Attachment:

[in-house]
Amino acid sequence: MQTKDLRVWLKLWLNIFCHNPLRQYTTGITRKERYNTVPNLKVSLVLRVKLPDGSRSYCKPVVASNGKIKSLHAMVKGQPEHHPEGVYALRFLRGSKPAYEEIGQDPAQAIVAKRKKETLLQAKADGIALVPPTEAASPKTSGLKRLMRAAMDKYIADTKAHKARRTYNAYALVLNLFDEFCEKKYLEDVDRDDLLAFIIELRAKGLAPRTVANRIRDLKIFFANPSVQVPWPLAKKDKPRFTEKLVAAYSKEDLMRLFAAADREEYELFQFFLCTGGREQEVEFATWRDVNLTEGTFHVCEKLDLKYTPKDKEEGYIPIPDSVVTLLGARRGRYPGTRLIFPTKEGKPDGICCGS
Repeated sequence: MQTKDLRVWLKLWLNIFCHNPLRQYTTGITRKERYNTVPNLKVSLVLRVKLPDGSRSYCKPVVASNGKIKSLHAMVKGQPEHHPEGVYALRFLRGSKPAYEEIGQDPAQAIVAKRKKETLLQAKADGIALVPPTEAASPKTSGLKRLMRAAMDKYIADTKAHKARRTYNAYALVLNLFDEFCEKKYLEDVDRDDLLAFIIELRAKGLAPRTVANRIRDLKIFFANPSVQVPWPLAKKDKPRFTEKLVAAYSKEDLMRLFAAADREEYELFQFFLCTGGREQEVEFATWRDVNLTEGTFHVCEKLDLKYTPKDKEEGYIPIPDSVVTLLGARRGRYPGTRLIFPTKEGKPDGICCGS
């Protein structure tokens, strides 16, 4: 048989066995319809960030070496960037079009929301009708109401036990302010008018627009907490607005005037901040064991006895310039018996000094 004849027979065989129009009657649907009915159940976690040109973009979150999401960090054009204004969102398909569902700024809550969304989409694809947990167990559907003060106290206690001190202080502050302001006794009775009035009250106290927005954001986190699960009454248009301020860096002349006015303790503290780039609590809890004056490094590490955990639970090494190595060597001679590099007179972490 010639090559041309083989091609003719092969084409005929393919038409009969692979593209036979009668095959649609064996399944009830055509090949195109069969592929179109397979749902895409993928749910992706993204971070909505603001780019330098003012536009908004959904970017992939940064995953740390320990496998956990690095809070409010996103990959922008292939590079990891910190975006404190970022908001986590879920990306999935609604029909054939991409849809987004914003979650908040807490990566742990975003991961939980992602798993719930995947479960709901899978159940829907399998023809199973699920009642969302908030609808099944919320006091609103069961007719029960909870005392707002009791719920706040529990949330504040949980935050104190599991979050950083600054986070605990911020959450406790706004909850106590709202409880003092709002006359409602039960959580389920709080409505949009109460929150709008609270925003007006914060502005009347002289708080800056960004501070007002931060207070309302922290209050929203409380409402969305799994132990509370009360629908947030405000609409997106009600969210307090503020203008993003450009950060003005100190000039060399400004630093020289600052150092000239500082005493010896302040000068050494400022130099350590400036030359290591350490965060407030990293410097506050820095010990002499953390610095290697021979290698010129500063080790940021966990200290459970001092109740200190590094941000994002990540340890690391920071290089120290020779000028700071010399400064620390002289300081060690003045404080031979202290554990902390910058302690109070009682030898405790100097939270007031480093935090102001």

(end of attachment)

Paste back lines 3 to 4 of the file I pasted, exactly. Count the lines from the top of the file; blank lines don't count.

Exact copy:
Repeated sequence: MQTKDLRVWLKLWLNIFCHNPLRQYTTGITRKERYNTVPNLKVSLVLRVKLPDGSRSYCKPVVASNGKIKSLHAMVKGQPEHHPEGVYALRFLRGSKPAYEEIGQDPAQAIVAKRKKETLLQAKADGIALVPPTEAASPKTSGLKRLMRAAMDKYIADTKAHKARRTYNAYALVLNLFDEFCEKKYLEDVDRDDLLAFIIELRAKGLAPRTVANRIRDLKIFFANPSVQVPWPLAKKDKPRFTEKLVAAYSKEDLMRLFAAADREEYELFQFFLCTGGREQEVEFATWRDVNLTEGTFHVCEKLDLKYTPKDKEEGYIPIPDSVVTLLGARRGRYPGTRLIFPTKEGKPDGICCGS
């Protein structure tokens, strides 16, 4: 048989066995319809960030070496960037079009929301009708109401036990302010008018627009907490607005005037901040064991006895310039018996000094 004849027979065989129009009657649907009915159940976690040109973009979150999401960090054009204004969102398909569902700024809550969304989409694809947990167990559907003060106290206690001190202080502050302001006794009775009035009250106290927005954001986190699960009454248009301020860096002349006015303790503290780039609590809890004056490094590490955990639970090494190595060597001679590099007179972490 010639090559041309083989091609003719092969084409005929393919038409009969692979593209036979009668095959649609064996399944009830055509090949195109069969592929179109397979749902895409993928749910992706993204971070909505603001780019330098003012536009908004959904970017992939940064995953740390320990496998956990690095809070409010996103990959922008292939590079990891910190975006404190970022908001986590879920990306999935609604029909054939991409849809987004914003979650908040807490990566742990975003991961939980992602798993719930995947479960709901899978159940829907399998023809199973699920009642969302908030609808099944919320006091609103069961007719029960909870005392707002009791719920706040529990949330504040949980935050104190599991979050950083600054986070605990911020959450406790706004909850106590709202409880003092709002006359409602039960959580389920709080409505949009109460929150709008609270925003007006914060502005009347002289708080800056960004501070007002931060207070309302922290209050929203409380409402969305799994132990509370009360629908947030405000609409997106009600969210307090503020203008993003450009950060003005100190000039060399400004630093020289600052150092000239500082005493010896302040000068050494400022130099350590400036030359290591350490965060407030990293410097506050820095010990002499953390610095290697021979290698010129500063080790940021966990200290459970001092109740200190590094941000994002990540340890690391920071290089120290020779000028700071010399400064620390002289300081060690003045404080031979202290554990902390910058302690109070009682030898405790100097939270007031480093935090102001």